Ae Suk Ko, 57, suffered serious wounds after she tried to defend her husband, Chung Hwan Park, when they were attacked by Song Su Kim at the Anna Prayer Counseling and Retreat Center in Frederick County. (SEAN SIMMERS/FTWP)

Chung Hwan Park and his wife, Ae Suk Ko, had worked only a few weeks at the church retreat center in Frederick County, Md., when a woman arrived to drop off her 30-year-old son.

“My son is unhappy,” Ko, 57, recalled the woman saying. “Can you please take care of him?”

Ko took the request to heart. After all, Song Su Kim was only a few years younger than Ko’s sons, who stayed in South Korea when she and Park sold their belongings and traveled to the United States at the end of June.

At the Anna Prayer Counseling and Retreat Center, about an hour north of Washington, Park and Ko hoped to continue a lifetime of missionary work, cooking and cleaning as they had at Korean churches for the past 20 years.

She made ramen for Kim when he was hungry and encouraged him to help himself from the retreat center’s fridge any time.

Myung Kil Park, son of Ae Suk Ko and Chung Hwan Park, in Lebanon, Pa. (Sean Simmers/For The Washington Post)

Ko saw no reason to be suspicious when, on July 26, five days after his arrival, Kim walked into the center’s kitchen while she was working. Nor was she worried when he showed up for a small evening prayer service a few hours later and headed toward Park, his arms folded across his chest.

It turned out he was hiding a kitchen knife, Ko said.

“He began stabbing my husband,” Ko said in an interview at her sister’s home in this small Pennsylvania city. “Then he started stabbing me.”

Park, 62, was fatally injured, stabbed 11 times, police said. Ko, who tried to stop the attack, was also stabbed multiple times and seriously hurt.

The couple had “planned to move to America and stay here,” said their older son, Myung Kil, 36. “But it’s a broken plan now.”

A turbulent past

Kim, who has been charged with murder and attempted murder, has a history of mental illness and violence stretching back at least a decade, according to records obtained in Fairfax County Juvenile and Domestic Relations Court.

After the stabbing, he told authorities that he had long felt disrepected by fellow Koreans and that he had hit a breaking point, according to police and court documents. He is being held without bond at the Frederick County Adult Detention Center.

In the court records, Kim is described as a Korean-born U.S. citizen who moved to America as a child with his mother, Youn Che, and dropped out of high school in the 11th grade, later earning a GED diploma.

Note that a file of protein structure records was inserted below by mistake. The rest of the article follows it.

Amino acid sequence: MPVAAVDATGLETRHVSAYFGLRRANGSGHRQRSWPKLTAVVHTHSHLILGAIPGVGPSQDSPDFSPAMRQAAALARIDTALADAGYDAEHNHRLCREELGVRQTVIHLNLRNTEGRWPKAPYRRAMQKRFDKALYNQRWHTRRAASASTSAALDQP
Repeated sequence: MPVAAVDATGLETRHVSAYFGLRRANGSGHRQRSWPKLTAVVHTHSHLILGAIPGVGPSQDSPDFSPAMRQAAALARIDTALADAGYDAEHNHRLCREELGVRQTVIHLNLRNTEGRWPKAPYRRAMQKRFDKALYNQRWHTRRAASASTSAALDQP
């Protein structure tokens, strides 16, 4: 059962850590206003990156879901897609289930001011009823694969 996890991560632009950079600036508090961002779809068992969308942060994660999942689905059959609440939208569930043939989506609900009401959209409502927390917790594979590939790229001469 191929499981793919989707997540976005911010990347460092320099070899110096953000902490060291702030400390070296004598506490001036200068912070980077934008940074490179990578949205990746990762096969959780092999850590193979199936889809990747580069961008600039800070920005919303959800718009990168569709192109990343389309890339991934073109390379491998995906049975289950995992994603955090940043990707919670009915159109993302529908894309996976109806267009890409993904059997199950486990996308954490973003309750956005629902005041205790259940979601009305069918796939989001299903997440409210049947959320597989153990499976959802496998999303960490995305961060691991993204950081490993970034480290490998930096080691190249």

The records also show that in 2006, at age 21, he was charged with destroying his mother’s household furnishings and, in a separate incident, assaulting her. He pleaded guilty to both charges and spent at least a month at Western State Hospital, a state-run psychiatric institution in Virginia.

Five years later, Kim was arrested again and charged with assaulting his mother. His court-appointed attorney, Seema D. Ruchandani, requested a mental competency evaluation.

Kim was readmitted to Western State with “a history of schizophrenia,” according to court records, which said the young man had been prescribed psychiatric medication but was not taking it. An admissions form described Kim as “pleasant and cooperative,” but it stated that he had “trouble staying on topic in conversations. . . . He was consistently observed talking and laughing to himself.”

Doctors’ notes entered into the court record stated that they were trying to find a medicine that “addresses symptoms without side effects” and that his “clinical condition is not stable.”

In May of 2012, Kim appeared before Janine M. Saxe, a Fairfax Juvenile and Domestic Relations Court judge, who found him guilty of misdemeanor assault and sentenced him to 90 days, with credit for time served. He was given a one-year probation and ordered to comply with all mental health treatment. He was also ordered to have no contact with his mother unless she initiated it.

A letter in the court record indicates that Kim successfully completed his probation in May of 2013. At some point, he became homeless, staying at a shelter for at least two months in Fairfax County and receiving Social Security income.

Reached by phone last week, Che confirmed that Kim was her son but declined to comment further. Korean media outlets quoted her as saying that she brought her son to the Frederick retreat center because she thought being there would help him.